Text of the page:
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After failing to qualify for the World Cup in 2018, performances by Bolivia in the previous two Copa America tournaments (2016 and 2019) have been disastrous, with the team finishing bottom of their group on both occasions and allowing a total of 16 goals. 

Sandwiched between that, in 2017, they had one of their finest runs ever, winning three games, drawing one, and losing three, and finishing 49th in the FIFA Ranking – their third-best place since 1997. However, they have been on a headlong decline since then. 

With only three victories in their last 27 matches since 2018, they have been on a terrible run and are unquestionably one of the worst sides in this years’ edition of Copa America. Although their most recent victory came against Venezuela in the World Cup qualifiers beating them 3-1



Bolivia have only won two matches of their nine since the hiring of Venezuelan coach César Faras in 2019, and despite being consistently one of the poorest national sides in South America, some are calling for the manager to resign and the Federation to reconsider its approach to improve local football.

Given all of this, the question of how Bolivia will fare in the Copa America given all of their previous setbacks emerges.



When we look at all of the players Bolivia has deployed in recent clashes, we see that just 22.2 percent of the players on the roster play outside the nation. Given that Bolivia has one of the worst national leagues in the continent in terms of organisation and quality, this provides us a clear idea of the team’s quality and caliber and the difficulties the coach will confront in selecting a competitive team. 



Although there are names that are a certainty for Faras’ starting XI.

The burden of finding the back of the net will once again fall on the shoulders of Bolivia’s record goal scorer, Marcelo Moreno, who has bagged 24 goals in his 14 year career for La Verde. He is still playing well for Cruzeiro in the Brazilian second division at the age of 33.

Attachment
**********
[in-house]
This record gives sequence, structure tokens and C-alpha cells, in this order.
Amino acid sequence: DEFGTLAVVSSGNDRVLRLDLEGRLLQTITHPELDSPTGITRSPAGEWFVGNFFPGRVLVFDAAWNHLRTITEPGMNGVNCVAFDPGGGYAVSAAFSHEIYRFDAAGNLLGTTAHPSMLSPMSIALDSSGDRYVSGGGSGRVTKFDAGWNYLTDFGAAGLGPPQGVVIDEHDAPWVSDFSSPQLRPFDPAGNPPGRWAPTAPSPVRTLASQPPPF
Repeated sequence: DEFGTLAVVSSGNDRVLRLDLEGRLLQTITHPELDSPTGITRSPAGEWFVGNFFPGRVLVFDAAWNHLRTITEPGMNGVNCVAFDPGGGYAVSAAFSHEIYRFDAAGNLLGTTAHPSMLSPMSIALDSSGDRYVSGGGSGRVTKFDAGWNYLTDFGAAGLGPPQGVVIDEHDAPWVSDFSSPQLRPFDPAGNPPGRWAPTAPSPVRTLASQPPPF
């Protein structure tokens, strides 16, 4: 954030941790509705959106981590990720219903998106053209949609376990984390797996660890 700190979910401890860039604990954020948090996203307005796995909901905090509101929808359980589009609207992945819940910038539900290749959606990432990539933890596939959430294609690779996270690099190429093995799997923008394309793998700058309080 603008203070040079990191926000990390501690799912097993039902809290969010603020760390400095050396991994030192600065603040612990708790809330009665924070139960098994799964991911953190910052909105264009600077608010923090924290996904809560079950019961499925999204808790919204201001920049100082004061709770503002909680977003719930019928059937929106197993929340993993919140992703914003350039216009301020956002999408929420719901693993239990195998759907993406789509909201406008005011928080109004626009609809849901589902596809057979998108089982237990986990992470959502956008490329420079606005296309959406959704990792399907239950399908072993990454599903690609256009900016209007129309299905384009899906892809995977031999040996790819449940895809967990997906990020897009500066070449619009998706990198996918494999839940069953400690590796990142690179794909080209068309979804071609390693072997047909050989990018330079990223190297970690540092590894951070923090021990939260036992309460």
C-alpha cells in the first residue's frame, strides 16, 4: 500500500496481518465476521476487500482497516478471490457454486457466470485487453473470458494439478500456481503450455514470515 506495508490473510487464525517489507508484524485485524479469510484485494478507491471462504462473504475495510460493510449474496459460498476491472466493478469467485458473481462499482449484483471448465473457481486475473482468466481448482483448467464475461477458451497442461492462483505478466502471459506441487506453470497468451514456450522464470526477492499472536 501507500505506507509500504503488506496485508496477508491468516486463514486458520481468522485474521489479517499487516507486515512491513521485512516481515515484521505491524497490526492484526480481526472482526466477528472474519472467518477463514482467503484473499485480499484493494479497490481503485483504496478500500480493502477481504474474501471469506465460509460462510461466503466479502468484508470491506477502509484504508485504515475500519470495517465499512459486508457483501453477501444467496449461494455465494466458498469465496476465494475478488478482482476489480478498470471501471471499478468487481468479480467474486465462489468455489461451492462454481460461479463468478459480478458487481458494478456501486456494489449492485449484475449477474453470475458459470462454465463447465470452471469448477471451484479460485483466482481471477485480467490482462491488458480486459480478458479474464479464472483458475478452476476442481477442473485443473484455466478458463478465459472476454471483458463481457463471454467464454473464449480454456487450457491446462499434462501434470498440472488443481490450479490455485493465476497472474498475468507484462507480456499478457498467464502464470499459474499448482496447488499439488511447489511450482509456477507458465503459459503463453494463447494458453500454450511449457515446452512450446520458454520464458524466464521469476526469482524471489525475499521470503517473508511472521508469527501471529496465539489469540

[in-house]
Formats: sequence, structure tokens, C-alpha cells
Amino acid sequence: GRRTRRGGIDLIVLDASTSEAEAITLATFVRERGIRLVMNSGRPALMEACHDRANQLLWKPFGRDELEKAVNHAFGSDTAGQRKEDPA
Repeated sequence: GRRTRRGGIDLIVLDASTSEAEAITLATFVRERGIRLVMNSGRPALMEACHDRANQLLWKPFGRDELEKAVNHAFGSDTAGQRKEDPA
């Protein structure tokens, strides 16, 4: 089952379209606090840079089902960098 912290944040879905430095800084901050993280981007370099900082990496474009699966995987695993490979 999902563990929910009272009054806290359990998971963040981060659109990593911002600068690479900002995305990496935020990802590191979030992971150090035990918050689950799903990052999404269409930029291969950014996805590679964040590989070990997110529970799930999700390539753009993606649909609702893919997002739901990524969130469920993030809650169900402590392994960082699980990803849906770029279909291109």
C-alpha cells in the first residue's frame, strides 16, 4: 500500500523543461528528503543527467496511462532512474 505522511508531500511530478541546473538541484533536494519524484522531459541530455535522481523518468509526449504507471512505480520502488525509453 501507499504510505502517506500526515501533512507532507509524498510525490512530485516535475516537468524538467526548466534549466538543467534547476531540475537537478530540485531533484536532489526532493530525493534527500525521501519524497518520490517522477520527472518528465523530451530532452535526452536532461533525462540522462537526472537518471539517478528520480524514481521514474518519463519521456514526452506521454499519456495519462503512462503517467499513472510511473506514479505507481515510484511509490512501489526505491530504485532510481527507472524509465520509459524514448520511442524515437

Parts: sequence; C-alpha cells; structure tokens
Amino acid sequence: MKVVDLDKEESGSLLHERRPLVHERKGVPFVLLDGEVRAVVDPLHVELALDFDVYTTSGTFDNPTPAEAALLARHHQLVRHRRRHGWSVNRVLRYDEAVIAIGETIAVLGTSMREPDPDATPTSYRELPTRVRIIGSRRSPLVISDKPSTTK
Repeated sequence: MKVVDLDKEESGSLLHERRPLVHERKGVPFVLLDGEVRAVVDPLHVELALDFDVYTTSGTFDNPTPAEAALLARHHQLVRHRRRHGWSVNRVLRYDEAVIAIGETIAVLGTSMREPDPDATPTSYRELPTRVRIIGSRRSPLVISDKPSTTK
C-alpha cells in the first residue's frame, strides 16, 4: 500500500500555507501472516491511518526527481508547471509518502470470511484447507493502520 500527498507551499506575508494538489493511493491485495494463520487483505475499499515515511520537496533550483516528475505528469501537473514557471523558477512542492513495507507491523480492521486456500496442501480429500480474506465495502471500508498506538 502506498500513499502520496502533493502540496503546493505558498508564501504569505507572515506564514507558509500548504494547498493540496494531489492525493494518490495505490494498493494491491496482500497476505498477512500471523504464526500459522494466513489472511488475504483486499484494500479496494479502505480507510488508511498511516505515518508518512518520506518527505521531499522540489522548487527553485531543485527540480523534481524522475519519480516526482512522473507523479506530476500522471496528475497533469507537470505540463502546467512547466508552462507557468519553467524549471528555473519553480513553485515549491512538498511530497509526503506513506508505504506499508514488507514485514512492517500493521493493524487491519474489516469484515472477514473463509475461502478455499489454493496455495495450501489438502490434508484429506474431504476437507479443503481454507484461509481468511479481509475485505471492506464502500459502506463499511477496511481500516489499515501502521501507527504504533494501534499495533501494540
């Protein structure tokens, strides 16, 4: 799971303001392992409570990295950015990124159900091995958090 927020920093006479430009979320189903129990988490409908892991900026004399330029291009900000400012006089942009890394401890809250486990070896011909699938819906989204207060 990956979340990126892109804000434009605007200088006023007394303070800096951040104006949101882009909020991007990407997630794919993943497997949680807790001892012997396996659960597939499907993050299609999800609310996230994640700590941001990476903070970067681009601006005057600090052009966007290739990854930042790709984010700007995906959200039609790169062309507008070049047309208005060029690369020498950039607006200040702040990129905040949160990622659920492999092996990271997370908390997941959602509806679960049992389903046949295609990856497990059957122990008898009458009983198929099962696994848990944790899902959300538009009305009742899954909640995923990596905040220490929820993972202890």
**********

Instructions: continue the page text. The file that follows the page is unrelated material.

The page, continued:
Along with him, Juan Carlos Arce, 36, also has the required experience with 71 caps and 12 goals under his belt and has been one of the best players for Bolivia in recent years. 


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Juan Arce and Marcelo Martins are the veterans leading their nation (Image Courtesy: Twitter/ La Verde)


Lampe, 34, is usually the first choice between the sticks and has 34 caps to his record.  He has played for Bolivia on a routine basis and has also captained them in recent years. This will be his third Copa América, and he is currently playing for local club Always Ready.  

In defence, the most probable center-back partnership is Valverde and Carrasco. They are the most dependable defensive duo the Bolivians can utilise, with a decent blend of experience and youth — Valverde is 30 and Carrasco is 23.

There are some intriguing young players who are making their way into the team, but the majority of the squad is made up of local players and veterans who have been here for years. However, Bolivia has an ageing group lacking genuine star talent.